The integration could also be seen as a move to control the practice of herbal medicine, favouring those who have a university degree over those who practice herbal medicines in the communities. As could be seen in the study on “a traditional healers’ training model in rural Nepal, strengthening their roles in community health” [27], the introduction of herbal medicine in Ghana is a way of officially recognizing herbal medicine as a treatment option in the country and as well a way of controlling the practice of herbal medicine in Ghana.


The responses of most respondents may have been influenced by the setting where the study took place because although studies show that 70 % of Ghanaians use herbal medicine [28], the responses from this study showed that most patients would prefer biomedicine to herbal medicine. Also since this hospital is the second largest hospital in the south of Ashanti Region, it is possible that some patients were on referral from other hospitals and this might have accounted for the responses that they did not know the existence of herbal clinic. All the same, since this study adapted phenomenology, which seeks to describe the experiences of people just as they are and not to analyze [21], the study reported the responses exactly as provided. This is likely to introduce some variation in responses from a study which is carried out with the same objectives but different setting. Whilst there may be limitations inherent in the study design and methods used, these by no means compromise the results reported. Being a qualitative study with the small sample size and mostly based on subjective answers limits the extent to which these findings can be generalised le.


The study shows that integrating herbal medicine into a biomedical health facility or hospital is understood differently by different stakeholders. There were also varied perceptions on the kind of integration operating in the hospital and whilst this could be attributed to the absence of a clearly defined policy, this has serious implications on the success of the integration process. With the study design and a population within a similar context like the hospital chosen, this study could be applied in a mixed sample population (patients, medical herbalists or traditional practitioners, bio-medical practitioners and management) and similar findings might be acquired. This study recommends a larger multi-facility study in representative hospitals in the country which are undergoing similar health system changes to contribute generalizable evidence to inform on the integration process and future policies.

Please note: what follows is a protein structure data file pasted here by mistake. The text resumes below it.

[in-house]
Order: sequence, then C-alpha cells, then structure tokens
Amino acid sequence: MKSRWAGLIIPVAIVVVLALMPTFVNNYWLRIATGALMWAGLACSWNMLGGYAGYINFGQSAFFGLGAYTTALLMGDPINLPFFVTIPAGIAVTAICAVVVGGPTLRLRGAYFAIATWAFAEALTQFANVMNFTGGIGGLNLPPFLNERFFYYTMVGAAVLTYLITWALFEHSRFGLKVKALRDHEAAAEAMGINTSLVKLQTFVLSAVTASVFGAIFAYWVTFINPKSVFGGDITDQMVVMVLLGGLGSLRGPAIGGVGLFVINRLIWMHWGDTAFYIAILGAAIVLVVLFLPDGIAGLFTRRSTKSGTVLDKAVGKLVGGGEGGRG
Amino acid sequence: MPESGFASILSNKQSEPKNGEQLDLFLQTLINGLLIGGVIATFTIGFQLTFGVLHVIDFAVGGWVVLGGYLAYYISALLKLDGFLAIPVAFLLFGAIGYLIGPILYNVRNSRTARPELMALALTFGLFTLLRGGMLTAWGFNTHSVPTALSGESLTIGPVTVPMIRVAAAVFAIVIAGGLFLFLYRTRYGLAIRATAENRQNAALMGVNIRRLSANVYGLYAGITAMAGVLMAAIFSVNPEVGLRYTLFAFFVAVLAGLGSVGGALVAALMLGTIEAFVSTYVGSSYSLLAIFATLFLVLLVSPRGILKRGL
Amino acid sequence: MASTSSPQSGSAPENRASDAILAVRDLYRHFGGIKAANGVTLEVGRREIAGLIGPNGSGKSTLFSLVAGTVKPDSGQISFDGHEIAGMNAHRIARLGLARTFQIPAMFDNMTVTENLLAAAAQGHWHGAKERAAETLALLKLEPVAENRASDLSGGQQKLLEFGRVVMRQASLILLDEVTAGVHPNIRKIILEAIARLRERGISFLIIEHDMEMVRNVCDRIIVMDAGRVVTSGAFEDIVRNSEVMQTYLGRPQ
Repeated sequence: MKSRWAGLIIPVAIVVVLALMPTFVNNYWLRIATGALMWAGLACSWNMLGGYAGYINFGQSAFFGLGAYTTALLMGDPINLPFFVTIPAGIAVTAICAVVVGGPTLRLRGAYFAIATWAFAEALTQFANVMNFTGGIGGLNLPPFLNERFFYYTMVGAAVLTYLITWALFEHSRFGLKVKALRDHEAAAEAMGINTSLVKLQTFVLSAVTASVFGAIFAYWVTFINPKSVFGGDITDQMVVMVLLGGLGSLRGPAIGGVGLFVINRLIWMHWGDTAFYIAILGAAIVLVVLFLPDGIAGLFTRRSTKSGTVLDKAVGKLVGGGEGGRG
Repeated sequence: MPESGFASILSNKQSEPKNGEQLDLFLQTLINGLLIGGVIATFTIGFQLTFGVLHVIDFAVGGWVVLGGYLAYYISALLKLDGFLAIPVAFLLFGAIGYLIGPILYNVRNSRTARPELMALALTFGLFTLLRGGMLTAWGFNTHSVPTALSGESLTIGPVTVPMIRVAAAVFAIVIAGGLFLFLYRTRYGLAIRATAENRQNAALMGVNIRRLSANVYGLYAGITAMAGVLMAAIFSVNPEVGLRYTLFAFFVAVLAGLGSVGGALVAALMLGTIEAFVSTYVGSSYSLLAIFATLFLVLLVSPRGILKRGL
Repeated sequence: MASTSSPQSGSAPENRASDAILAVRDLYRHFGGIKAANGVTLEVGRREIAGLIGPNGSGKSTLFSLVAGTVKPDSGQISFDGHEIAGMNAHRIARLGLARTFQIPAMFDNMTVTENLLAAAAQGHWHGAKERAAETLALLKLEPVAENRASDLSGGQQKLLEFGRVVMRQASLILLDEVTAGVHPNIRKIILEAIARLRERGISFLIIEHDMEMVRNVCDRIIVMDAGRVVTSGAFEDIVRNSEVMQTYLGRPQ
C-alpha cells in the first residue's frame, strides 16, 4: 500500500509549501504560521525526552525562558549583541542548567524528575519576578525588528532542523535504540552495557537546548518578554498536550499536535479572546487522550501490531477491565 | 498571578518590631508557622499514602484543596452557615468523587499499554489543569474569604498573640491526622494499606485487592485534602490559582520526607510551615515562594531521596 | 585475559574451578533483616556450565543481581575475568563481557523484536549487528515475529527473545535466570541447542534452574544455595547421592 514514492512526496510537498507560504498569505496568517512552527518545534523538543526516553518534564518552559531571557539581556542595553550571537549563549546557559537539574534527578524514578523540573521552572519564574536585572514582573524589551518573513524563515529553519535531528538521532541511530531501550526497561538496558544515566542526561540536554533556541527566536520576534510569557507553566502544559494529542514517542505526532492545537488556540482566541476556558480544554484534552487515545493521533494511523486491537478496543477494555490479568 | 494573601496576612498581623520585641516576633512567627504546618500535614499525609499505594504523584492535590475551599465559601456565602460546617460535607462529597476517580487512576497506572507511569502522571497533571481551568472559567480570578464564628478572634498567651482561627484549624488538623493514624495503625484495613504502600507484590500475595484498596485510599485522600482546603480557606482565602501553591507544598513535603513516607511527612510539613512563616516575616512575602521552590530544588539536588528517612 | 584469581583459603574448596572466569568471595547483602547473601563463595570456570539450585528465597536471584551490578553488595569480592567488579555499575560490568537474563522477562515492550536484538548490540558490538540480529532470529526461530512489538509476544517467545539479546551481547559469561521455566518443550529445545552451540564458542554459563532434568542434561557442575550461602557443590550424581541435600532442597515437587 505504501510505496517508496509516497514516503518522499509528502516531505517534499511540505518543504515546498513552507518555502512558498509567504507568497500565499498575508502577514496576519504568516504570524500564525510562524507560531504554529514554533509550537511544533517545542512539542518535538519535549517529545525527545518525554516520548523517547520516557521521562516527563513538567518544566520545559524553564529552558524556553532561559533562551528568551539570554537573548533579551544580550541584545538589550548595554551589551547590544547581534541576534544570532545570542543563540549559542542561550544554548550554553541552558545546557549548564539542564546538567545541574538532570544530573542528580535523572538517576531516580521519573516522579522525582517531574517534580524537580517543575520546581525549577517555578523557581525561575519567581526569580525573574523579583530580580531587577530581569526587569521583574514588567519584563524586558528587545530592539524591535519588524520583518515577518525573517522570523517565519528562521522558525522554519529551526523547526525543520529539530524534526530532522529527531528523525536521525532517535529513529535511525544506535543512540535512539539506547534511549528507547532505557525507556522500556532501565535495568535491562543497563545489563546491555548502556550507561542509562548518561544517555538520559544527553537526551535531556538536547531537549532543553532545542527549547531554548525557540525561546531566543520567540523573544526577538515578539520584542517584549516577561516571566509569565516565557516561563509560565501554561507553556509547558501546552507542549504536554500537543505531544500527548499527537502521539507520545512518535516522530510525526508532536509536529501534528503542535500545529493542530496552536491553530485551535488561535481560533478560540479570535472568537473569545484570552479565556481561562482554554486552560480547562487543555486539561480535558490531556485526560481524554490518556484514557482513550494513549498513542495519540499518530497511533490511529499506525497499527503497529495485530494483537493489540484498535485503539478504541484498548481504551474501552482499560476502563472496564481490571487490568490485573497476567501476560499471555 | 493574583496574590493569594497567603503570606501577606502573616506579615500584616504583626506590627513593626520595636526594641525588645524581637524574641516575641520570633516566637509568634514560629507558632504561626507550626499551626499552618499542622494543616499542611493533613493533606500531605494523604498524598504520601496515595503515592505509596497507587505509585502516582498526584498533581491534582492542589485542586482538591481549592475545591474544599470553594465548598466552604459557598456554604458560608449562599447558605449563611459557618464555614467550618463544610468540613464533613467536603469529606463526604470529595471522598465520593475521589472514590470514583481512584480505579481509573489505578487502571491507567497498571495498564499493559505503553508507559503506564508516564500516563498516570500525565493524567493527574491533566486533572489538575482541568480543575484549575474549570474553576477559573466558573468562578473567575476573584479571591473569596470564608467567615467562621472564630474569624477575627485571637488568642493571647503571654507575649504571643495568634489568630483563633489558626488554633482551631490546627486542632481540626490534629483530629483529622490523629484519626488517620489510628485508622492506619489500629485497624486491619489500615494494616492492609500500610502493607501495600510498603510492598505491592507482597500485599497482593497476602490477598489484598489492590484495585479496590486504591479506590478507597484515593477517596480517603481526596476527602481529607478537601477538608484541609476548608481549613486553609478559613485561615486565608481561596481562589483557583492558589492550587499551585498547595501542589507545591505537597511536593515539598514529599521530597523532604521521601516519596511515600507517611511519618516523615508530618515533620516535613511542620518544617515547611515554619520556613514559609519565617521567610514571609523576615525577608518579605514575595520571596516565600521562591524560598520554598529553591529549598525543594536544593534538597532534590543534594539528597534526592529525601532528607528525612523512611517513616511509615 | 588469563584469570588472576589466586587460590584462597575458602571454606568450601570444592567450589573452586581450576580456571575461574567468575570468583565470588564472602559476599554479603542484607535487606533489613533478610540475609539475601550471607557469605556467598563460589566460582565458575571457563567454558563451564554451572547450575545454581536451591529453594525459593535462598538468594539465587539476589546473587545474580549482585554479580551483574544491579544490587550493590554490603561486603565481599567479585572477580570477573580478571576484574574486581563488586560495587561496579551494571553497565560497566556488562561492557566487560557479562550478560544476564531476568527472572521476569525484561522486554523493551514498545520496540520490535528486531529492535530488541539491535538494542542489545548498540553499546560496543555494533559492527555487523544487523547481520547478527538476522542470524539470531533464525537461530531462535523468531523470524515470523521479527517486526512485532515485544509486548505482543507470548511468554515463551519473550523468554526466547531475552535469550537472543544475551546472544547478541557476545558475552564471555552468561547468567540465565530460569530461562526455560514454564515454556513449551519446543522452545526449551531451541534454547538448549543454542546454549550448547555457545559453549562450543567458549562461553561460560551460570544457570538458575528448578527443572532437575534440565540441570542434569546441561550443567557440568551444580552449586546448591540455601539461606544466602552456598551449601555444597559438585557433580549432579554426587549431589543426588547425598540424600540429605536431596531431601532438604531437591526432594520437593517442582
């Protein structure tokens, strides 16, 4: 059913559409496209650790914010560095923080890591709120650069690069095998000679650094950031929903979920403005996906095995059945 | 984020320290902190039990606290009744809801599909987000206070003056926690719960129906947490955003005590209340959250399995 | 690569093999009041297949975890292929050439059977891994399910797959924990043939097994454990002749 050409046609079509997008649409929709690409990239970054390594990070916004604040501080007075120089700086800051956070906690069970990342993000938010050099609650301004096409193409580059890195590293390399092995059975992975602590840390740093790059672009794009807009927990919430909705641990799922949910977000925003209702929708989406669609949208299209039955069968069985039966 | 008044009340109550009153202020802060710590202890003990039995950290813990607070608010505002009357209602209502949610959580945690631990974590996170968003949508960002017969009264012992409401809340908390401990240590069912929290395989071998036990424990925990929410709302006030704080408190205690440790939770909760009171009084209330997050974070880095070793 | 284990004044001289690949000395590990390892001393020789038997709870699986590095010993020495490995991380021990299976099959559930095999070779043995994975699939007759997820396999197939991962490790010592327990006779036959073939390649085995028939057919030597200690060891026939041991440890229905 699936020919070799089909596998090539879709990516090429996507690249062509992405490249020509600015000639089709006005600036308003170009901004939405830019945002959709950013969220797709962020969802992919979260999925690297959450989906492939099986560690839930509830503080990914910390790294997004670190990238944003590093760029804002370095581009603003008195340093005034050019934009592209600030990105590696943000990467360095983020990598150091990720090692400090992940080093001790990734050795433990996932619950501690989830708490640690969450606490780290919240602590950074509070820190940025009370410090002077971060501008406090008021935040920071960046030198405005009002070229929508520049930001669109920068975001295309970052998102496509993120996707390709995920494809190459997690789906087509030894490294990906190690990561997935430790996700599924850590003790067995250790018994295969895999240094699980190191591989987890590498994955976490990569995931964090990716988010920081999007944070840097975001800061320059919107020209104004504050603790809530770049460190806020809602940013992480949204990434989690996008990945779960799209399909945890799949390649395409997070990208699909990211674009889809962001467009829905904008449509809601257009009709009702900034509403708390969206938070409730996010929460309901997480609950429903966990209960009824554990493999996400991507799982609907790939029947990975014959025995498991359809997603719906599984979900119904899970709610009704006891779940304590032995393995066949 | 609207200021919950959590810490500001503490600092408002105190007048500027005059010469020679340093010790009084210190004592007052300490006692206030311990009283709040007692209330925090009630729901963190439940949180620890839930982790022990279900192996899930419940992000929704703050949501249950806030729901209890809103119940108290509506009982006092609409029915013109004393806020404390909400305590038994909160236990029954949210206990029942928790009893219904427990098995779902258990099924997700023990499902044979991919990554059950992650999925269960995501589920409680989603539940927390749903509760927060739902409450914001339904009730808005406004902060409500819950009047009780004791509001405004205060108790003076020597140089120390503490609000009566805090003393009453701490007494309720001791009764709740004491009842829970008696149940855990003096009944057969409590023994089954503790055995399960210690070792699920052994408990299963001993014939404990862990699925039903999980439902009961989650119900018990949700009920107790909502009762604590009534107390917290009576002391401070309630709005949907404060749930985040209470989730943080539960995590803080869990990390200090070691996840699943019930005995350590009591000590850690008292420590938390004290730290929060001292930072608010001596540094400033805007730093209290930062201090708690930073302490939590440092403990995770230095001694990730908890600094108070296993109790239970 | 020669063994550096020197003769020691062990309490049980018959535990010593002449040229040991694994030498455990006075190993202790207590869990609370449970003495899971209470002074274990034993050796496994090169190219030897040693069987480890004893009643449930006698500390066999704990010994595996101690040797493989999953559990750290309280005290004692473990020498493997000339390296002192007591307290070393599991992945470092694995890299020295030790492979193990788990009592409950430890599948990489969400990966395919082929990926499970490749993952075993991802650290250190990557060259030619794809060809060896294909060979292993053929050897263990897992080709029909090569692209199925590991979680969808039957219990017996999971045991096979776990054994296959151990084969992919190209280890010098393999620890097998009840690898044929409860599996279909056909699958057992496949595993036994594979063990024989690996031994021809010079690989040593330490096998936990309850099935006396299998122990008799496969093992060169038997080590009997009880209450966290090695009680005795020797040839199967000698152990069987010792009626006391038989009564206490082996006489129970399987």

GHAFTRAM, Ghana federation of traditional medicine practitioners; OPD, out patient’s department


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The authors thank the various institutions (Kumasi South Hospital, KNUST and Ghana Health Service) involved in this study for their support and contributions. Faculty and staff support from University of Copenhagen; department of Public Health is highly appreciated. Another appreciation goes to Mrs. Rita Quist-Therson and Nana Ama Mireku Gyimah for their valuable comments and support.


Millicent Addai Boateng received a scholarship from Building Stronger Universities’ (BSU) Project to conduct this study.

Availability of data and materials

The dataset and materials for this article have been presented in this manuscript.

Authors’ contributions

MAB conducted the literature search and drafted the findings and discussion section of the manuscript with guide from BPT. BPT critically revised the methodology and theoretical frameworks of the manuscript with her professional expertise. ADA and BKT revised the manuscript thoroughly with their individual expertise. All authors thoroughly read and approved of the manuscript.

Author’s information

1 Department of Public Health; International Health, University of Copenhagen, Denmark, currently project coordinator, College of Health Sciences, KNUST, Kumasi, 2 Faculty, Department of Public Health; International Health, University of Copenhagen, Denmark, 3 Faculty, School of Public Health, University of Ghana, Legon 4 Medical herbalist, Herbal Medicine Unit, South Suntreso Hospital, Kumasi, Ghana.

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The authors declare that they have no competing interests.

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Ethics approval and consent to participate

This study was approved by the Committee on Human Research and Publication Ethics, KNUST and the Ashanti Regional Directorate for Ghana Health Service. Participants of the study were informed about the focus of the study and their consent to participate in the study was sought. The identity of study participants was kept confidential throughout the study. In order to maintain anonymity, participants’ identity was kept vague in this paper and their responses have been presented so as to ensure that the information cannot be traced back to any particular individual.

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Boateng, M.A., Danso-Appiah, A., Turkson, B.K. et al. Integrating biomedical and herbal medicine in Ghana – experiences from the Kumasi South Hospital: a qualitative study. BMC Complement Altern Med 16, 189 (2016).